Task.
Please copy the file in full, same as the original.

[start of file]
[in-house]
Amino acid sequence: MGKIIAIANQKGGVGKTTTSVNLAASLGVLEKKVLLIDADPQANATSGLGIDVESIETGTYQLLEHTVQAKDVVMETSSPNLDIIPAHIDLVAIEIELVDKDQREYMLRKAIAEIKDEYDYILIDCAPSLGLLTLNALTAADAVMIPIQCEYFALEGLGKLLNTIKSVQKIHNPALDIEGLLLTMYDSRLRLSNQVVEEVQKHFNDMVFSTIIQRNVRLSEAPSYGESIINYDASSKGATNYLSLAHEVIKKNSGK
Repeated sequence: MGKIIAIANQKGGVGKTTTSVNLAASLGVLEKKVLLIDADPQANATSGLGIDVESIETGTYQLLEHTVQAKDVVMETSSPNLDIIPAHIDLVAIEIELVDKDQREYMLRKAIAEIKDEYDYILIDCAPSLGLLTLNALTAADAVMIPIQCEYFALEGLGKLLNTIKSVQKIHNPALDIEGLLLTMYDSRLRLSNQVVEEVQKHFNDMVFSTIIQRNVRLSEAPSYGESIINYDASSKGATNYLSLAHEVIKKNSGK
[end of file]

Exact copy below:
[in-house]
Amino acid sequence: MGKIIAIANQKGGVGKTTTSVNLAASLGVLEKKVLLIDADPQANATSGLGIDVESIETGTYQLLEHTVQAKDVVMETSSPNLDIIPAHIDLVAIEIELVDKDQREYMLRKAIAEIKDEYDYILIDCAPSLGLLTLNALTAADAVMIPIQCEYFALEGLGKLLNTIKSVQKIHNPALDIEGLLLTMYDSRLRLSNQVVEEVQKHFNDMVFSTIIQRNVRLSEAPSYGESIINYDASSKGATNYLSLAHEVIKKNSGK
Repeated sequence: MGKIIAIANQKGGVGKTTTSVNLAASLGVLEKKVLLIDADPQANATSGLGIDVESIETGTYQLLEHTVQAKDVVMETSSPNLDIIPAHIDLVAIEIELVDKDQREYMLRKAIAEIKDEYDYILIDCAPSLGLLTLNALTAADAVMIPIQCEYFALEGLGKLLNTIKSVQKIHNPALDIEGLLLTMYDSRLRLSNQVVEEVQKHFNDMVFSTIIQRNVRLSEAPSYGESIINYDASSKGATNYLSLAHEVIKKNSGK